Smoking is set to be banned in San Francisco apartments, with one exception: weed.
The San Francisco Board of Supervisors voted 10-1 Tuesday to ban smoking tobacco in apartments, but made an exception for cannabis.
The law aims to protect residents from the hazards of second-hand smoke. With its passage, smoking is prohibited in buildings with three or more apartment units and in all public areas. But the Act allows medical marijuana and “adult use” marijuana. Violators face a fine of $1,000.
Smoking in public places is already illegal, but the regulation extends to apartments and apartments.
Supervisor Norman Yee, who wrote the legislation, tweeted his gratitude to colleagues “for their support.”
“Secondhand smoke causes harm & everyone should have clean air to breathe where they live,” he wrote.
Why is Weed Except?
The known health risks of secondhand exposure to cigarette smoke—to the heart or lungs, for instance—raise questions about whether secondhand exposure to marijuana smoke poses similar health risks.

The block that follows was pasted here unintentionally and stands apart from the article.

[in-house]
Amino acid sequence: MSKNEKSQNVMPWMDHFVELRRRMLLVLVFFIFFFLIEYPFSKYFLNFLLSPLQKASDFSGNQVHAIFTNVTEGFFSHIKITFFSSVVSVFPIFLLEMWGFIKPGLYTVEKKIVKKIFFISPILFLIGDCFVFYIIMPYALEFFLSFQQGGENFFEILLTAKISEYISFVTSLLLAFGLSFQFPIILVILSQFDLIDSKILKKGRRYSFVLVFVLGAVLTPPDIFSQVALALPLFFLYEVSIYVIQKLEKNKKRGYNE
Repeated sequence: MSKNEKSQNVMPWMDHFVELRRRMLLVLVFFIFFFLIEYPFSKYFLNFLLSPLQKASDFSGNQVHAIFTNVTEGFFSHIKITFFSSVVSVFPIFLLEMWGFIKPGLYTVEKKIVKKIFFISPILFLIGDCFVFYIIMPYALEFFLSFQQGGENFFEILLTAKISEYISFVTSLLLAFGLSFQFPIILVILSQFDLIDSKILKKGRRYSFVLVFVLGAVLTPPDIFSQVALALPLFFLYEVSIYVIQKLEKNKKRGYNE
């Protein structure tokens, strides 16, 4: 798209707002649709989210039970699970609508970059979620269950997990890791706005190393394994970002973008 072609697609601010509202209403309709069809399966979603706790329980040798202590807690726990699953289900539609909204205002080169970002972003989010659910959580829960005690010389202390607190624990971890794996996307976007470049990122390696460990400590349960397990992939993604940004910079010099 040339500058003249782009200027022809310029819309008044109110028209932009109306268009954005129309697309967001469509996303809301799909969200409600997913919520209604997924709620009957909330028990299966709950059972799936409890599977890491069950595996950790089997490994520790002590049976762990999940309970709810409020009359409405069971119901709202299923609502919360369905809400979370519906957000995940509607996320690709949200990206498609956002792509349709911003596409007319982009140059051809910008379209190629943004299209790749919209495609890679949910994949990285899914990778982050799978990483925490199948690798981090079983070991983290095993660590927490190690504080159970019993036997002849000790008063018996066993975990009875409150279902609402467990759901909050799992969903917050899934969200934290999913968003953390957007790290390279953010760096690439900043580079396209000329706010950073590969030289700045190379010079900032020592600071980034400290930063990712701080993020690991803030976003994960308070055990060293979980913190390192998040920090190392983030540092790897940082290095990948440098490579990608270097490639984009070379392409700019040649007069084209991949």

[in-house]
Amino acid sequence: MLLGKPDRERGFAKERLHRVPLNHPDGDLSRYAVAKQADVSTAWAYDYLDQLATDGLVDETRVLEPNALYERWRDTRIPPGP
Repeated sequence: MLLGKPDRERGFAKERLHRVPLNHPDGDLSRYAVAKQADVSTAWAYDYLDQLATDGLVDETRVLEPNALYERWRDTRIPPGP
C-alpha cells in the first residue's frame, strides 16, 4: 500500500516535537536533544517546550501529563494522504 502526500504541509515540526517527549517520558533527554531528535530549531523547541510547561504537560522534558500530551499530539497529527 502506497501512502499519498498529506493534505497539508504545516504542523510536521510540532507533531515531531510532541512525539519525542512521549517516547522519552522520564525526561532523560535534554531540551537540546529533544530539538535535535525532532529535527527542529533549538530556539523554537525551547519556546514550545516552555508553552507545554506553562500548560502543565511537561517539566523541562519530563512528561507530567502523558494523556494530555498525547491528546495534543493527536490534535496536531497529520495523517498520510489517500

These are the shocking results discovered by a group of researchers examining the effects of secondhand marijuana smoke. Admittedly, the studies involved rats rather than humans, but our systems are similar enough to make comparisons.
The immediate effects of secondhand marijuana smoke are temporary, but continued and prolonged exposure can turn these short-term problems turn into long-term ones.
Damage done by pot smoke increases your chances of developing hardened or clogged arteries, which can cause a heart attack or stroke. In the long run, it’s a 90-minute impairment from which our systems never fully recover.
Researchers report many people mistakenly believe marijuana smoke is harmless. While we’ve heard about the dangers of secondhand tobacco smoke for years, secondhand marijuana smoke has never really been considered a “threat.” No one’s been telling us to avoid it because no one had completed the research to determine its adverse effects.